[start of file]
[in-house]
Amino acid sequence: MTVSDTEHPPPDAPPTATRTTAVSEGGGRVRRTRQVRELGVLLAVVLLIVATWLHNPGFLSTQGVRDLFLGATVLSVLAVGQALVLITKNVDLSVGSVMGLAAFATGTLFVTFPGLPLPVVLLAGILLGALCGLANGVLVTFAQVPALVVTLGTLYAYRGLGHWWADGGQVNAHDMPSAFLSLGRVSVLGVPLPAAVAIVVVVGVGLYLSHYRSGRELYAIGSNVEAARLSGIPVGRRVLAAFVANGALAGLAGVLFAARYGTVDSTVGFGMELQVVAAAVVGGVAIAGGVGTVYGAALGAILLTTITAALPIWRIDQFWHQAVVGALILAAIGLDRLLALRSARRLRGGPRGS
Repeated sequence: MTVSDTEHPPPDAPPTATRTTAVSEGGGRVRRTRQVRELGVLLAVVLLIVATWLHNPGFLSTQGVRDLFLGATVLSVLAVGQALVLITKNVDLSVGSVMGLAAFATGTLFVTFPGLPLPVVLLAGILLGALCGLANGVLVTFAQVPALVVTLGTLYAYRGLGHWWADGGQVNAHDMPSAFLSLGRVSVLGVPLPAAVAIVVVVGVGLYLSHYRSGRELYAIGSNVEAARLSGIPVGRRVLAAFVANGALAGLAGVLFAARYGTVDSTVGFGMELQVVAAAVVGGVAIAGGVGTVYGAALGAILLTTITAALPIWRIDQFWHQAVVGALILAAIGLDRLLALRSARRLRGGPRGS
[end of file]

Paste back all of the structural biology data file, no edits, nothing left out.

[in-house]
Amino acid sequence: MTVSDTEHPPPDAPPTATRTTAVSEGGGRVRRTRQVRELGVLLAVVLLIVATWLHNPGFLSTQGVRDLFLGATVLSVLAVGQALVLITKNVDLSVGSVMGLAAFATGTLFVTFPGLPLPVVLLAGILLGALCGLANGVLVTFAQVPALVVTLGTLYAYRGLGHWWADGGQVNAHDMPSAFLSLGRVSVLGVPLPAAVAIVVVVGVGLYLSHYRSGRELYAIGSNVEAARLSGIPVGRRVLAAFVANGALAGLAGVLFAARYGTVDSTVGFGMELQVVAAAVVGGVAIAGGVGTVYGAALGAILLTTITAALPIWRIDQFWHQAVVGALILAAIGLDRLLALRSARRLRGGPRGS
Repeated sequence: MTVSDTEHPPPDAPPTATRTTAVSEGGGRVRRTRQVRELGVLLAVVLLIVATWLHNPGFLSTQGVRDLFLGATVLSVLAVGQALVLITKNVDLSVGSVMGLAAFATGTLFVTFPGLPLPVVLLAGILLGALCGLANGVLVTFAQVPALVVTLGTLYAYRGLGHWWADGGQVNAHDMPSAFLSLGRVSVLGVPLPAAVAIVVVVGVGLYLSHYRSGRELYAIGSNVEAARLSGIPVGRRVLAAFVANGALAGLAGVLFAARYGTVDSTVGFGMELQVVAAAVVGGVAIAGGVGTVYGAALGAILLTTITAALPIWRIDQFWHQAVVGALILAAIGLDRLLALRSARRLRGGPRGS